With the ongoing war for talent in startups, especially in the money centers of California and New York, there’s going to be an increased focused on expanding to another city, with a separate talent pool, earlier in the startup lifecycle, when compared to historical standards. Traditionally, it wasn’t until a startup reached a critical mass in their scale that they would look for a second full office, not simply a light-weight sales office (e.g. Google has a massive engineering office in New York City). As for Atlanta, I know of at least two fast-growing software startups based in Florida, one based in South Carolina, one based in NYC, and two based in San Francisco (Square has an office in Atlantic Station in Midtown, Atlanta) that have full engineering offices in Atlanta. This trend is only going to accelerate.
Here are a few reasons why startups with expand to a second city faster than historically:
- Talent pools in a geographic area are only so large, creating excessively high demand for talent in the money centers like San Francisco and Silicon Valley
- Money centers also have exceptionally high costs of living and housing prices, making it more desirable to have a significant office presence in a second city where costs are lower (Trulia is based in San Francisco but has hundreds of employees in Denver)
- Video conferencing (e.g. Google Hangout) and cloud-based collaboration apps are better than ever, making it easy to work in separate physical locations
- Acqui-hires are more common now, making it more likely startups will look for acui-hires in other cities to be the basis for a new office location
Second city office expansion is already taking place faster for startups, but entrepreneurs aren’t talking about it as frequently as they should. Look for it to be even more commonplace over the coming years.
What else? Do you think there will be accelerated second city office expansion due to the talent war?
One of the standard debates between angel investors and entrepreneurs is whether or not angel investments should be for common stock or preferred stock. Common stock is the same stock the founders have and usually doesn’t have any special rights. Preferred stock is senior to the common stock where in the event of a sale of the business, the preferred equity holders get paid at least their money back before the common shareholders. Unfortunately, this really only matters when the business sells for less than the post-money valuation when the capital was raised (downside protection).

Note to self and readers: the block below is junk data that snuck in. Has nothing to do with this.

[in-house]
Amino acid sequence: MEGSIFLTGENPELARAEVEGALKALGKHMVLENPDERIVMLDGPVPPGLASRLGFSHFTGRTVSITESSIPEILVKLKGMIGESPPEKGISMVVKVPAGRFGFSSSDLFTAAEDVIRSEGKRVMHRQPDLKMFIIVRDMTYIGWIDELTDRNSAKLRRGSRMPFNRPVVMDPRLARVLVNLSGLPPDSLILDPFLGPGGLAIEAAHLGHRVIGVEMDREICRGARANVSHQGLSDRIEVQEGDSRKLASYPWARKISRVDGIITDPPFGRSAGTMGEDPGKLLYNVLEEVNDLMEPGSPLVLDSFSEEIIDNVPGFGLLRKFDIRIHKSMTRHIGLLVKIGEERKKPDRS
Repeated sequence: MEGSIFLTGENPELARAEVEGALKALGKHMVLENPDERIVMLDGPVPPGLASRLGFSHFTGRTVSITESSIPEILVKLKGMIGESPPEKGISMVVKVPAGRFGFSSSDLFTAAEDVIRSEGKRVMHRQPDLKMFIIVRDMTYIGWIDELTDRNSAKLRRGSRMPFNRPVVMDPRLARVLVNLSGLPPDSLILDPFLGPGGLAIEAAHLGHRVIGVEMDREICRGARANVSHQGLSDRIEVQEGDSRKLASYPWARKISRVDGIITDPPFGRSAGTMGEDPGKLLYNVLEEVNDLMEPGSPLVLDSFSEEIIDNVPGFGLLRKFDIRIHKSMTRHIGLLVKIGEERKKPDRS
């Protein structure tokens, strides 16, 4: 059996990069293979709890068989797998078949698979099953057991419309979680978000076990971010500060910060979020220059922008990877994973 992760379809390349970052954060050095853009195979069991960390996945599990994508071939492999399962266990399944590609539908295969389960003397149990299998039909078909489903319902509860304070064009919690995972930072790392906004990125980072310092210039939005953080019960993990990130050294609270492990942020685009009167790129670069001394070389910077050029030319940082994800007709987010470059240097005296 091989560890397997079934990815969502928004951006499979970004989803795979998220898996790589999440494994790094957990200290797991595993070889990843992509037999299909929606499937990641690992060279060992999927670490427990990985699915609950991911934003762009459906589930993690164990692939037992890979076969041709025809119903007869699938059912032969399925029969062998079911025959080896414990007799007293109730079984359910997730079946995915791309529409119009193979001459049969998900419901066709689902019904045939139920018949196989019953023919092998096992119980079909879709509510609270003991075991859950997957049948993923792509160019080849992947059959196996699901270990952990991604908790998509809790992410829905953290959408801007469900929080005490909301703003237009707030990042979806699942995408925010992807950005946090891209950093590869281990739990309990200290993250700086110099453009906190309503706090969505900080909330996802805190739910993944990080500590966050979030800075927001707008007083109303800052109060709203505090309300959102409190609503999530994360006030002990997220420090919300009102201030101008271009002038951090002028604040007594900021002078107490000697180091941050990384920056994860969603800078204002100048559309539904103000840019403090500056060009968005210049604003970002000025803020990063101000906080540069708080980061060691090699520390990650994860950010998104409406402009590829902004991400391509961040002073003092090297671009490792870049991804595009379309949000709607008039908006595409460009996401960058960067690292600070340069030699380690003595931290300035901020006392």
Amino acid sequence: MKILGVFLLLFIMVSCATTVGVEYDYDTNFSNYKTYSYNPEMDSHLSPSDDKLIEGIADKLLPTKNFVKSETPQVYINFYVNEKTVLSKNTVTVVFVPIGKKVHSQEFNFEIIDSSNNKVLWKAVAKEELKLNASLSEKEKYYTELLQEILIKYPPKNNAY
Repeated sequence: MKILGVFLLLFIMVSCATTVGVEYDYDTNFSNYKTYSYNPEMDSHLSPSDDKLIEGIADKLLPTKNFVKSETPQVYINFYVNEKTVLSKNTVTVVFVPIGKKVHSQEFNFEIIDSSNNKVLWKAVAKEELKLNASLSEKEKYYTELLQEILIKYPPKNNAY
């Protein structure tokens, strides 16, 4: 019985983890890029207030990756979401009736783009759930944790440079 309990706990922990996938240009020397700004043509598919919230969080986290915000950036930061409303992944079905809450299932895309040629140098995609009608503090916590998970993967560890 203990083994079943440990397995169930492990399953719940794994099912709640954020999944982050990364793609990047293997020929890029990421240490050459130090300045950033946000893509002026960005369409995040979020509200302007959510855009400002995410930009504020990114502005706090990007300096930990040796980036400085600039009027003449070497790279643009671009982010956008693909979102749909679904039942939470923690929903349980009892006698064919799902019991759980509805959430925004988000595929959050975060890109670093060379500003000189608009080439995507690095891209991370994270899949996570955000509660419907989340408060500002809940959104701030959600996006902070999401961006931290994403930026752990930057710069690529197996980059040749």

Here are a few thoughts on angel investors buying common or preferred stock:
- Preferred stock, in the form of 1x non-participating preferred, the most standard type, really is for protecting the downside of a deal so that in a less-than-ideal exit there’s a better chance the investors at least get their money back
- Preferred stock also has anti-dilution rules associated with it so that some level of protection is in place in the event more stock is issued later (e.g. for fundraising or more employee stock options), which again is protecting against the negative
- Angel investors that have been successful, through luck or skill, will often say that protecting the downside doesn’t do much since all the success is through the huge winners, not the small losers (e.g. when a startup does great, everyone wins and it makes up for other losses)
- Convertible debt often converts into equity once a certain amount has been raised, and this is usually for preferred stock
Personally, I’ve invested in both common and preferred stock as an angel investor but I believe preferred stock is the way to go for angels. Providing extremely risky seed stage capital warrants getting paid back first in the event of a sale where the startup wasn’t successful. By at least getting some capital back, angels are slightly more likely to invest in future deals and continue to put capital to work. With the fact that most startups fail, returning some money keeps capital in circulation helping the greater good.
What else? What are your thoughts on angel investors buying common or preferred stock?
Recently I was meeting with an executive from a startup talking about lessons learned. She recounted the story of a startup she joined that was doing was well and kept raising more and more money. After a substantial series D round, the bar was set so high for revenue growth by the investors that the executive team knew it wasn’t attainable. Against the odds, the startup was able to deliver and meet the expectations for a short period of time.
There was one major problem.
She described their meeting revenue growth targets as requiring “unnatural acts” meaning the team was working 80 hours per week and rapidly approaching burnout. It wasn’t sustainable. Unfortunately, the entrepreneur had promised the investors they could achieve certain results. After two quarters of hitting the numbers, the wheels fell off. The startup’s growth slowed considerably, the market shifted, most of the executive team left, including the entrepreneur, and the venture-back startup is in zombie mode now.
Beware of unnatural acts leading to startup team burnout as it isn’t sustainable.
What else? What are your thoughts on unnatural acts resulting in burnout?